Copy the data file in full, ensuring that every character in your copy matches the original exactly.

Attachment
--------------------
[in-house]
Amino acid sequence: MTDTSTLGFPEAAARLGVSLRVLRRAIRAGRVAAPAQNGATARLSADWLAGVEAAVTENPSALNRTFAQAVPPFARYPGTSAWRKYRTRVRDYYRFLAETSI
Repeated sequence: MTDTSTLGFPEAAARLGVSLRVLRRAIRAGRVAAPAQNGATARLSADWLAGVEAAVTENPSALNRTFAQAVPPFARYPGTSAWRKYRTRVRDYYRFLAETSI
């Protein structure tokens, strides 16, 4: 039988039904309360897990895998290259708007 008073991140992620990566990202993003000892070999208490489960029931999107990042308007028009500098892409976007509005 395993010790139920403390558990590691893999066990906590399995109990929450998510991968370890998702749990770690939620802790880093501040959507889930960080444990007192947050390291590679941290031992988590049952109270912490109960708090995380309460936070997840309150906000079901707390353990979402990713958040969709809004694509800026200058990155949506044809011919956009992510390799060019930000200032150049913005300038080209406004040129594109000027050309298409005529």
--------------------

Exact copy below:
[in-house]
Amino acid sequence: MTDTSTLGFPEAAARLGVSLRVLRRAIRAGRVAAPAQNGATARLSADWLAGVEAAVTENPSALNRTFAQAVPPFARYPGTSAWRKYRTRVRDYYRFLAETSI
Repeated sequence: MTDTSTLGFPEAAARLGVSLRVLRRAIRAGRVAAPAQNGATARLSADWLAGVEAAVTENPSALNRTFAQAVPPFARYPGTSAWRKYRTRVRDYYRFLAETSI
């Protein structure tokens, strides 16, 4: 039988039904309360897990895998290259708007 008073991140992620990566990202993003000892070999208490489960029931999107990042308007028009500098892409976007509005 395993010790139920403390558990590691893999066990906590399995109990929450998510991968370890998702749990770690939620802790880093501040959507889930960080444990007192947050390291590679941290031992988590049952109270912490109960708090995380309460936070997840309150906000079901707390353990979402990713958040969709809004694509800026200058990155949506044809011919956009992510390799060019930000200032150049913005300038080209406004040129594109000027050309298409005529």